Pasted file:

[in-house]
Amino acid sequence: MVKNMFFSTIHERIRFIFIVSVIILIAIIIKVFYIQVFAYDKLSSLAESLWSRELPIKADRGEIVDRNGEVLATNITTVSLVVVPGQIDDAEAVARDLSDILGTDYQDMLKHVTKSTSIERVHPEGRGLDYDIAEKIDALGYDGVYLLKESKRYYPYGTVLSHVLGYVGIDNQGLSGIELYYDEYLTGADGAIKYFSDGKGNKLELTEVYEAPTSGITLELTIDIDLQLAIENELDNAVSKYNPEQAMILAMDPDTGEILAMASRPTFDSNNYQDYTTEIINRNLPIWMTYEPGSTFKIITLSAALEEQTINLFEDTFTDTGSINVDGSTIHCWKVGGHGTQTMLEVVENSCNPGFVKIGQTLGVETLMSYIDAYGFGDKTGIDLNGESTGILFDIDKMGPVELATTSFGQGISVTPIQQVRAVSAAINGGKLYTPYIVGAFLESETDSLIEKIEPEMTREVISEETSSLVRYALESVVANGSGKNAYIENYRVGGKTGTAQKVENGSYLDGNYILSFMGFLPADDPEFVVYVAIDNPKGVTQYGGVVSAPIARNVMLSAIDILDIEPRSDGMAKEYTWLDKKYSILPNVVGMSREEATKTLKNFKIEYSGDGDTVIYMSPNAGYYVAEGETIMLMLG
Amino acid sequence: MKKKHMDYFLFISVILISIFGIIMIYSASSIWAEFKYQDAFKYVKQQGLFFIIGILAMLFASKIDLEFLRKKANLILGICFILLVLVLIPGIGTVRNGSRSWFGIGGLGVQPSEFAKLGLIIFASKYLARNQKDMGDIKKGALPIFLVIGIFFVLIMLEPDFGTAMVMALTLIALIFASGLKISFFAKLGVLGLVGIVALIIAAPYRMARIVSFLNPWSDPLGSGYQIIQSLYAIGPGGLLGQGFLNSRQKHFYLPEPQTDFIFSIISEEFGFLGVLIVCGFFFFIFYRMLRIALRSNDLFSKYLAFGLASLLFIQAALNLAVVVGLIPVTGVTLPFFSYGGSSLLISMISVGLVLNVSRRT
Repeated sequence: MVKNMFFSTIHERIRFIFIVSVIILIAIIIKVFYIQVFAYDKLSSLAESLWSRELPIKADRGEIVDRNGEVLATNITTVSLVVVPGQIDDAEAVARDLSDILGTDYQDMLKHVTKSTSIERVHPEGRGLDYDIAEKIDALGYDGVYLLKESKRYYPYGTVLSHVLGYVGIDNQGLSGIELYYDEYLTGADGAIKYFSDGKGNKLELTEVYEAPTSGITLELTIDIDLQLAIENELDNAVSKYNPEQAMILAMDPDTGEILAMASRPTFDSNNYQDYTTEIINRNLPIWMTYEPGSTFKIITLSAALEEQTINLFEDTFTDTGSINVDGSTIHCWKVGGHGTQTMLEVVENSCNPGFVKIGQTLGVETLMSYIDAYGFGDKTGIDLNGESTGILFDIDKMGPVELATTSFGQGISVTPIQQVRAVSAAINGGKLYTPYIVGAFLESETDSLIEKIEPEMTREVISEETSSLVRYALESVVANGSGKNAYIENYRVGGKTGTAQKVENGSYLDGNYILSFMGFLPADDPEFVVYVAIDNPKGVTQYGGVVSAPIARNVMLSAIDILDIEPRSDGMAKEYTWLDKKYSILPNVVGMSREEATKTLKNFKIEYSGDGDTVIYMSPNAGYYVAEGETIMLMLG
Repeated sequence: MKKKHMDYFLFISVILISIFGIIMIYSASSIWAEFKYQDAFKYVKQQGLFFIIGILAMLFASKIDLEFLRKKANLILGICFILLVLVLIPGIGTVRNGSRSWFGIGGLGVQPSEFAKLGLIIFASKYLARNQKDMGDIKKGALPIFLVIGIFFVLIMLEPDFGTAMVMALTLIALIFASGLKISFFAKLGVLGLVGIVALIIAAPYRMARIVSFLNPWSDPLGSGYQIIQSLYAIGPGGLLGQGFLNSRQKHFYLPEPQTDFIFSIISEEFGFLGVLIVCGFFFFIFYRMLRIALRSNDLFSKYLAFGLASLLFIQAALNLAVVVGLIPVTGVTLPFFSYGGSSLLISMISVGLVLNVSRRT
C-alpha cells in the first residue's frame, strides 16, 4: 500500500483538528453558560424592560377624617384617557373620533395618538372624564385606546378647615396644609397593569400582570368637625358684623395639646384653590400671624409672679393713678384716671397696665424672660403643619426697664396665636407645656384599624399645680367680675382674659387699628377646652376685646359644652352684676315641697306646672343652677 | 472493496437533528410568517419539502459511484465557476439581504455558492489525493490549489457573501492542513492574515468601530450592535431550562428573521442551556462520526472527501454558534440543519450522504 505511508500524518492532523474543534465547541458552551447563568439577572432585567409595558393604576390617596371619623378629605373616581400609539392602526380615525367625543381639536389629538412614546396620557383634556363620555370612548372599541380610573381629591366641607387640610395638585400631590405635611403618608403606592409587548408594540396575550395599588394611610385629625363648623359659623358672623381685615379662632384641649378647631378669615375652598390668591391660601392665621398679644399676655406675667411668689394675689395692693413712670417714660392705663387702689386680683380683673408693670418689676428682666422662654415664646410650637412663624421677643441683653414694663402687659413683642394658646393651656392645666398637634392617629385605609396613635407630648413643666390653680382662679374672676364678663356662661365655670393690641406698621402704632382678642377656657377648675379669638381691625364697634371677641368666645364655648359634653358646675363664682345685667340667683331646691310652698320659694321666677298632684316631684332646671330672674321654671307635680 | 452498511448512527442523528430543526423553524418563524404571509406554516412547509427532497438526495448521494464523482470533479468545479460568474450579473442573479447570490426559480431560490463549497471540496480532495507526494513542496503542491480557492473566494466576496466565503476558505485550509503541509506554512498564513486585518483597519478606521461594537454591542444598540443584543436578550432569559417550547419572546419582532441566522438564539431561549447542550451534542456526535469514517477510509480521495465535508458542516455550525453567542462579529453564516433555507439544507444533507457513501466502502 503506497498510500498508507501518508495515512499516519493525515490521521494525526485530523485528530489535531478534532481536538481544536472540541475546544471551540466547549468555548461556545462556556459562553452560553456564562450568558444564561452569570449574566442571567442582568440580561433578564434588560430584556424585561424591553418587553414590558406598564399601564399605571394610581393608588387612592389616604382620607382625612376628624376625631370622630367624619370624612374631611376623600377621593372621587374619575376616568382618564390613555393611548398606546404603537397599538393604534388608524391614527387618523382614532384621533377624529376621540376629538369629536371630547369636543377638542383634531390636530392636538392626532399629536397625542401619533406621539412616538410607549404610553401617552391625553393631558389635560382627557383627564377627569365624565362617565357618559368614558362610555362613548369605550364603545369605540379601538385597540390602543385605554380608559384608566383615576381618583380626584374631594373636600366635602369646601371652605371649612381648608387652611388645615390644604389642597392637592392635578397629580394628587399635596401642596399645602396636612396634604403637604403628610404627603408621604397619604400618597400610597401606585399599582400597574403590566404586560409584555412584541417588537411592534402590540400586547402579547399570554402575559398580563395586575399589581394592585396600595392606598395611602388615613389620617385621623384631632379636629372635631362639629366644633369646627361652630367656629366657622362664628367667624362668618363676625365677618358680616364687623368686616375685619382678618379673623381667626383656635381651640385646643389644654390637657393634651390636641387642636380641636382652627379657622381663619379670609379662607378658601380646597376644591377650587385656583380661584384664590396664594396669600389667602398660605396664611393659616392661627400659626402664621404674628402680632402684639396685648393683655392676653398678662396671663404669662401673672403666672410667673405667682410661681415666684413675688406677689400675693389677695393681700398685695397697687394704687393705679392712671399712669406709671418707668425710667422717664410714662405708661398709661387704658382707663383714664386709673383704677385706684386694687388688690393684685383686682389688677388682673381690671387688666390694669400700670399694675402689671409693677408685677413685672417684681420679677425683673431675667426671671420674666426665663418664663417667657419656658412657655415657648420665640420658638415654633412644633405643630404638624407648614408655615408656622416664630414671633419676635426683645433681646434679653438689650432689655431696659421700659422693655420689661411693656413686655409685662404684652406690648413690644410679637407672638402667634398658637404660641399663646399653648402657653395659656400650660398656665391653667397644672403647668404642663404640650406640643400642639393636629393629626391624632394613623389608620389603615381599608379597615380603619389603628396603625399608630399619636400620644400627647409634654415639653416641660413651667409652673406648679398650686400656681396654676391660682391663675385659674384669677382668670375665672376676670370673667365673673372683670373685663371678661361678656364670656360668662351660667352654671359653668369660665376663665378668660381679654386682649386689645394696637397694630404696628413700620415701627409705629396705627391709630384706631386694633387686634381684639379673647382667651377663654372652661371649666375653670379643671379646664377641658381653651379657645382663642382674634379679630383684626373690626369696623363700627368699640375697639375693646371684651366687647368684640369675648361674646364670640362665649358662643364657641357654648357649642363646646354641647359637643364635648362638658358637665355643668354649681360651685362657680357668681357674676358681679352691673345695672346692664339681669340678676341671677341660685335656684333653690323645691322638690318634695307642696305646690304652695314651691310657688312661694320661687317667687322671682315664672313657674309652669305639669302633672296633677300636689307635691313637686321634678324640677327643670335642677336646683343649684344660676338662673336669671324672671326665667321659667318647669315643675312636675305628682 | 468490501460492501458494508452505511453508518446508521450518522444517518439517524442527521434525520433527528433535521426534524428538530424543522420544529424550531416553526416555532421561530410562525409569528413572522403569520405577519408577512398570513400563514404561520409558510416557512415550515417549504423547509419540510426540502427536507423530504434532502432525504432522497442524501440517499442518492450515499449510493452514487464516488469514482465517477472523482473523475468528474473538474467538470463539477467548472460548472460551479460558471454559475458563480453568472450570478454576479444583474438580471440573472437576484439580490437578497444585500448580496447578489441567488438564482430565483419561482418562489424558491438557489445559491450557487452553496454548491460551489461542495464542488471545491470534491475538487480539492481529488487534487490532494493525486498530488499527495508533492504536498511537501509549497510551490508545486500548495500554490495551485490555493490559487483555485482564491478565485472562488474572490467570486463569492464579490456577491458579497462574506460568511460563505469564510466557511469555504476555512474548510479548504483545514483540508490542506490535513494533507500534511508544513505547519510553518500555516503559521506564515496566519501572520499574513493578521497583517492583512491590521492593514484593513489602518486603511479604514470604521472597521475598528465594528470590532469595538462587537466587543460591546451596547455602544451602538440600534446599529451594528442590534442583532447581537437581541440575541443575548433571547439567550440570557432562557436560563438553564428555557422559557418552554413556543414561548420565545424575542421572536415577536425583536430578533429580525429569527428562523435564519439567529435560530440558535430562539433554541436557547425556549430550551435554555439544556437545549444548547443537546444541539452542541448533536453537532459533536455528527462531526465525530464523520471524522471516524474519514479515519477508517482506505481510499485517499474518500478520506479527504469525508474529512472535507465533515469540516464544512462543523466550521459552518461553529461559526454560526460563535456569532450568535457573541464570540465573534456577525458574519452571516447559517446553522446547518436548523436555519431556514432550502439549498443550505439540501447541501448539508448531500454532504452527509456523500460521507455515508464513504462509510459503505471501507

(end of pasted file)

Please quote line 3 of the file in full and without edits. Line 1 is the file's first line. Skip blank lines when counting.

Amino acid sequence: MKKKHMDYFLFISVILISIFGIIMIYSASSIWAEFKYQDAFKYVKQQGLFFIIGILAMLFASKIDLEFLRKKANLILGICFILLVLVLIPGIGTVRNGSRSWFGIGGLGVQPSEFAKLGLIIFASKYLARNQKDMGDIKKGALPIFLVIGIFFVLIMLEPDFGTAMVMALTLIALIFASGLKISFFAKLGVLGLVGIVALIIAAPYRMARIVSFLNPWSDPLGSGYQIIQSLYAIGPGGLLGQGFLNSRQKHFYLPEPQTDFIFSIISEEFGFLGVLIVCGFFFFIFYRMLRIALRSNDLFSKYLAFGLASLLFIQAALNLAVVVGLIPVTGVTLPFFSYGGSSLLISMISVGLVLNVSRRT